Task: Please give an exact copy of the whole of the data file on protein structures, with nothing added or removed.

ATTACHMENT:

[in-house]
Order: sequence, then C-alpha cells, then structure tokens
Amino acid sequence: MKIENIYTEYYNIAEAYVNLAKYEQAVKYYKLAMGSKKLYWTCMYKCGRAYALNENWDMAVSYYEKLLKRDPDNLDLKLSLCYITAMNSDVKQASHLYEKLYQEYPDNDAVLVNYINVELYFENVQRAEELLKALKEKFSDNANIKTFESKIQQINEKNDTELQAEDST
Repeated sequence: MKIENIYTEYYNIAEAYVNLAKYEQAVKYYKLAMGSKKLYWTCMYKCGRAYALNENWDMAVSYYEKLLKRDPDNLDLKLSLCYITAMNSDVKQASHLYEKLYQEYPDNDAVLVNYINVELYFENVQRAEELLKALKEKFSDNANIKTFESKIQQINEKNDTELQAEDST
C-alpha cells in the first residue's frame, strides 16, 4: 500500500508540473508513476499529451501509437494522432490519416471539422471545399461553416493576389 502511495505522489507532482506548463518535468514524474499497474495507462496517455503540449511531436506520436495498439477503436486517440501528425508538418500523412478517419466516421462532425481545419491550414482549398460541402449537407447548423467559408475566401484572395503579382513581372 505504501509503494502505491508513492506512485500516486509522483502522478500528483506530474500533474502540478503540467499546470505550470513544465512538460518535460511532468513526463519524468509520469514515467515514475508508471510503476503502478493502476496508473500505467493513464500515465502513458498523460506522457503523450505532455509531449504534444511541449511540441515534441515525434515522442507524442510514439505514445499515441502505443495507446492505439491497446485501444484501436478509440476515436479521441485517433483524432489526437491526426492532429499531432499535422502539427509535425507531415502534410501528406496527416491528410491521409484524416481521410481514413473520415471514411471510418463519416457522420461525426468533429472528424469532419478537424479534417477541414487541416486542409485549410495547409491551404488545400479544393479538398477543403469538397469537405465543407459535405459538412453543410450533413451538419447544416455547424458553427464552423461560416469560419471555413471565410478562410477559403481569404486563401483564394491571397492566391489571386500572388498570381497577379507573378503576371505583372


[in-house]
Order: sequence, then C-alpha cells, then structure tokens
Amino acid sequence: MKIENIYTEYYNIAEAYVNLAKYEQAVKYYKLAMGSKKLYWTCMYKCGRAYALNENWDMAVSYYEKLLKRDPDNLDLKLSLCYITAMNSDVKQASHLYEKLYQEYPDNDAVLVNYINVELYFENVQRAEELLKALKEKFSDNANIKTFESKIQQINEKNDTELQAEDST
Repeated sequence: MKIENIYTEYYNIAEAYVNLAKYEQAVKYYKLAMGSKKLYWTCMYKCGRAYALNENWDMAVSYYEKLLKRDPDNLDLKLSLCYITAMNSDVKQASHLYEKLYQEYPDNDAVLVNYINVELYFENVQRAEELLKALKEKFSDNANIKTFESKIQQINEKNDTELQAEDST
C-alpha cells in the first residue's frame, strides 16, 4: 500500500508540473508513476499529451501509437494522432490519416471539422471545399461553416493576389 502511495505522489507532482506548463518535468514524474499497474495507462496517455503540449511531436506520436495498439477503436486517440501528425508538418500523412478517419466516421462532425481545419491550414482549398460541402449537407447548423467559408475566401484572395503579382513581372 505504501509503494502505491508513492506512485500516486509522483502522478500528483506530474500533474502540478503540467499546470505550470513544465512538460518535460511532468513526463519524468509520469514515467515514475508508471510503476503502478493502476496508473500505467493513464500515465502513458498523460506522457503523450505532455509531449504534444511541449511540441515534441515525434515522442507524442510514439505514445499515441502505443495507446492505439491497446485501444484501436478509440476515436479521441485517433483524432489526437491526426492532429499531432499535422502539427509535425507531415502534410501528406496527416491528410491521409484524416481521410481514413473520415471514411471510418463519416457522420461525426468533429472528424469532419478537424479534417477541414487541416486542409485549410495547409491551404488545400479544393479538398477543403469538397469537405465543407459535405459538412453543410450533413451538419447544416455547424458553427464552423461560416469560419471555413471565410478562410477559403481569404486563401483564394491571397492566391489571386500572388498570381497577379507573378503576371505583372